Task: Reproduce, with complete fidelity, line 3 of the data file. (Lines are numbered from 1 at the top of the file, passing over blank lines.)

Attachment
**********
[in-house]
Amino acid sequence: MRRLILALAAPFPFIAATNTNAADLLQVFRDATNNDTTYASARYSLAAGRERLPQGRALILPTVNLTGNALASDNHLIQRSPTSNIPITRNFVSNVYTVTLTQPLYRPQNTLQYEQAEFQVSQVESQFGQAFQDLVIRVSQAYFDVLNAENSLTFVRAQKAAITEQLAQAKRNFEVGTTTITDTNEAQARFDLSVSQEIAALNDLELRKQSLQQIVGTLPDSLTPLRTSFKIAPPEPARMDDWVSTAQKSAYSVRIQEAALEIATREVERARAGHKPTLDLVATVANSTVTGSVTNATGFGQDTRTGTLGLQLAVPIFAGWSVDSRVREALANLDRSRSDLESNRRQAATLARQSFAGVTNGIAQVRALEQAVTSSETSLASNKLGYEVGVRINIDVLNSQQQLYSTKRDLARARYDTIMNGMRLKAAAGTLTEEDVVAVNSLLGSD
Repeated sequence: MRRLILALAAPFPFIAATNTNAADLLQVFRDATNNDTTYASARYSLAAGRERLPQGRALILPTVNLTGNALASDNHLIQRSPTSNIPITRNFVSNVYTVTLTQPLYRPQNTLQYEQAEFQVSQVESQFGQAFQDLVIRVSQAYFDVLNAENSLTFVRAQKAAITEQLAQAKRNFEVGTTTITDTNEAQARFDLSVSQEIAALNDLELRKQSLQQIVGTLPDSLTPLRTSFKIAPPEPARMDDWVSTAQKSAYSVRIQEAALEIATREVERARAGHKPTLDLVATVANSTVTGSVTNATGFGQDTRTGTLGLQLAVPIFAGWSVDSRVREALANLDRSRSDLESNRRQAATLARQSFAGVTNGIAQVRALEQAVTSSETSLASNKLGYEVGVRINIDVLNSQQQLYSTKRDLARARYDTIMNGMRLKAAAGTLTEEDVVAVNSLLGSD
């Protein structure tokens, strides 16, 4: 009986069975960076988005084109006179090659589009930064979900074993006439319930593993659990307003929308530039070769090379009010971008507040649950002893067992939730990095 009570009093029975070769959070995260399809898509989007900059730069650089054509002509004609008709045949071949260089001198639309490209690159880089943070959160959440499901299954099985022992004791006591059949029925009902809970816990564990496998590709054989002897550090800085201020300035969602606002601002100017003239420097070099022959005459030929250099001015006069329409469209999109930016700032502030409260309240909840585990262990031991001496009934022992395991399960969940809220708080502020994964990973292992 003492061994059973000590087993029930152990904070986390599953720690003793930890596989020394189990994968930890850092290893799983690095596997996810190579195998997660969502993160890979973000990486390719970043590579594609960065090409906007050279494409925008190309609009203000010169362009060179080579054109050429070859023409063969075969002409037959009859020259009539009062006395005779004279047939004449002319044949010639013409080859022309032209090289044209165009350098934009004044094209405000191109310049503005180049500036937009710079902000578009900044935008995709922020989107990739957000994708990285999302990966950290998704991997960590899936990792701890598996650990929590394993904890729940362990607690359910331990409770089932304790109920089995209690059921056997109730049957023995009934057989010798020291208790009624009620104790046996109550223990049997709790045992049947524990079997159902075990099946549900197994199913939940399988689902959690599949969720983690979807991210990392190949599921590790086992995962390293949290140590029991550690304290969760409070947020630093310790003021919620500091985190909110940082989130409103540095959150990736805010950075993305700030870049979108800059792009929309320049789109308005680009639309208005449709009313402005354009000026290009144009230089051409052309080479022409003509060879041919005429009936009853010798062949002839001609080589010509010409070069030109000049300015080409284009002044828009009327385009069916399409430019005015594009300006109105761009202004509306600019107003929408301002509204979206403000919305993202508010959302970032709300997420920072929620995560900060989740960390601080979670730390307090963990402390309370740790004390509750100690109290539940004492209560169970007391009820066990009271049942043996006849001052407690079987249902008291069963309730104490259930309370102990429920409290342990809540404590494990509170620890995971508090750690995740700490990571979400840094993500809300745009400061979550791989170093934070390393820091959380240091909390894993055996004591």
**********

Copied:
Repeated sequence: MRRLILALAAPFPFIAATNTNAADLLQVFRDATNNDTTYASARYSLAAGRERLPQGRALILPTVNLTGNALASDNHLIQRSPTSNIPITRNFVSNVYTVTLTQPLYRPQNTLQYEQAEFQVSQVESQFGQAFQDLVIRVSQAYFDVLNAENSLTFVRAQKAAITEQLAQAKRNFEVGTTTITDTNEAQARFDLSVSQEIAALNDLELRKQSLQQIVGTLPDSLTPLRTSFKIAPPEPARMDDWVSTAQKSAYSVRIQEAALEIATREVERARAGHKPTLDLVATVANSTVTGSVTNATGFGQDTRTGTLGLQLAVPIFAGWSVDSRVREALANLDRSRSDLESNRRQAATLARQSFAGVTNGIAQVRALEQAVTSSETSLASNKLGYEVGVRINIDVLNSQQQLYSTKRDLARARYDTIMNGMRLKAAAGTLTEEDVVAVNSLLGSD